Jeff Kepler and I did a short tour up Spruce Creek and rode some fun terrain below Mt. Helen. I dug a snow pit on a E/NE aspect, 11,400 ft, with a slope angle of 35 degrees around 2:40 PM. Deep persistent weak layers were evident but hard to trigger, although in areas that have a shallower snowpack this could change quickly. Some surface instabilities were encountered as well.
Tag: snow science
I did a quick tour to examine the current snowpack around Blue River, CO after receiving a large amount of snow in the past week. A new storm cycle was rolling in as I left my car around 1:00 PM. I didn’t notice any cracking or whumpfing as I skinned up to where I dug my pit. I stuck to some low angle, ~25 degree, slopes to ride.
Below is the graph of my pit including the different layers, temperature profile, and stability tests.
Snow observations from the SE Gore Range, Summit County:
The overall depth of snow has really increased in the past week. I performed a quick snow profile on a SE face, slope angle of 32 degrees, below treeline, at an elevation of 11,000 ft. around 10:50 AM. No wind loading was evident in this area although wind loading is prevalent above treeline and would most likely hold a different looking snow pack than what was observed here.
The average depth of the snow pack in this area was 100-110 cm. From the ground to a depth of 20 cm a 4 finger hard depth of hoar with 2-3 mm facets exists. From 20 cm to 60 cm a 1 finger hard slab was observed, with a 1 finger hard slab above it to 80 cm. Above 80 cm to the snow surface a first hard slab exists which contains the snow from the previous storm cycle.
The stability test results were CT 22 Q3 at 80 cm and CT 19 Q2 at 20 cm.
Snowpack observations from today, 12/5, from the Front Range area near Breckenridge, Summit County:
The snowpack is finally starting to get a bit deeper around here but is holding more problematic layers. After skinning to the top of our objective I performed a quick snow profile at 3:00 PM on a NE facing slope around 11,700 ft. The slope angle was 34 degrees.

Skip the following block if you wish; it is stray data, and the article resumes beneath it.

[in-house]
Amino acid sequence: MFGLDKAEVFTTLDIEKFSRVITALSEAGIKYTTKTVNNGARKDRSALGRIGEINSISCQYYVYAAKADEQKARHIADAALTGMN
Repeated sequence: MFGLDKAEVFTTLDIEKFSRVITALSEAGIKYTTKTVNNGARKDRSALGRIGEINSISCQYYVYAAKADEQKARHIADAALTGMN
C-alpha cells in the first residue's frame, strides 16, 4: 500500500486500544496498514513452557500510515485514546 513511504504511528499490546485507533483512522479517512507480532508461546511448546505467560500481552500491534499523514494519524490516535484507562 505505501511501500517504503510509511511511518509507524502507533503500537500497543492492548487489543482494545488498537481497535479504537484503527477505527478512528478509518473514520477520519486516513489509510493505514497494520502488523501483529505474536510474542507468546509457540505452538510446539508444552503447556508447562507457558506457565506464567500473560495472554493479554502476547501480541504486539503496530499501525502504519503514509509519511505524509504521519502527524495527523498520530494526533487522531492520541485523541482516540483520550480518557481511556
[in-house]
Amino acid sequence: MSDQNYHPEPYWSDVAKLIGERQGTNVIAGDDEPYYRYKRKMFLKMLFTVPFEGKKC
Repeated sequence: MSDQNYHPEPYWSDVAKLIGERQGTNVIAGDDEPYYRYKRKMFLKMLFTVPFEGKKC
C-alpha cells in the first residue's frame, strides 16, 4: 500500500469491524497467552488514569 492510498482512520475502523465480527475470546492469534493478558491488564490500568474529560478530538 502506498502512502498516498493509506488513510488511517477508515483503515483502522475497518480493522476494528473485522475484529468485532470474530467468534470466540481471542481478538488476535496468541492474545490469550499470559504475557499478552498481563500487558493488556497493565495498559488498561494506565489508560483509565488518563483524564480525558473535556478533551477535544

The snowpack was wind loaded in this area and the average snow depth was 60 to 65 cm. From the ground to a height of 15 cm a depth hoar is becoming well formed with facets from 3-4 mm in size. From 15 cm to 30 cm a layer of 2-3 mm facets with a bit more consolidation was observed. From 30 cm to 45 cm a fist hard slab exists which appears to be from the previous storm cycle. At 45 cm a 1-2 cm crust layer was observed with a first hard slab of soft snow from our current storm cycle above it to the surface. Faceting is occurring above and below this crust layer.
Pit results were CT7 Q2 at 45 cm, CT10 Q2 at 15 cm, and ECTP12 Q2 at 15 cm.
Snow is continuing to come down so it will be interesting to see how this will affect our current snowpack.
Some observations from yesterday, 11/29, Mayflower Gulch, Tenmile Range, Summit County:
Skinning up to and above treeline no significant whumpfing or cracking was observed, even in windloaded areas.
A snow profile performed on a NE aspect at treeline, 11,800 ft, with a slope angle of 27 degrees, at 2:22 PM revealed the following observations:
The average snow depth was 40 to 45 cm. From the ground to a depth of 6 cm unconsolidated facets of 1 – 2 mm were observed. Above 6 cm to 24 cm the facets were about the same but slightly more consolidated. At a depth of 24 cm a 2 cm crust layer exists, most likely a result from being the surface layer before the last storm cycle began. Faceting is evident both above and below this crust layer. Above 24 cm to the snow surface exists a fist hard slab containing all of the snow from our current storm cycle.
Pit results were CT11 Q2 and ECTN12 Q2 on the crust layer at 24 cm.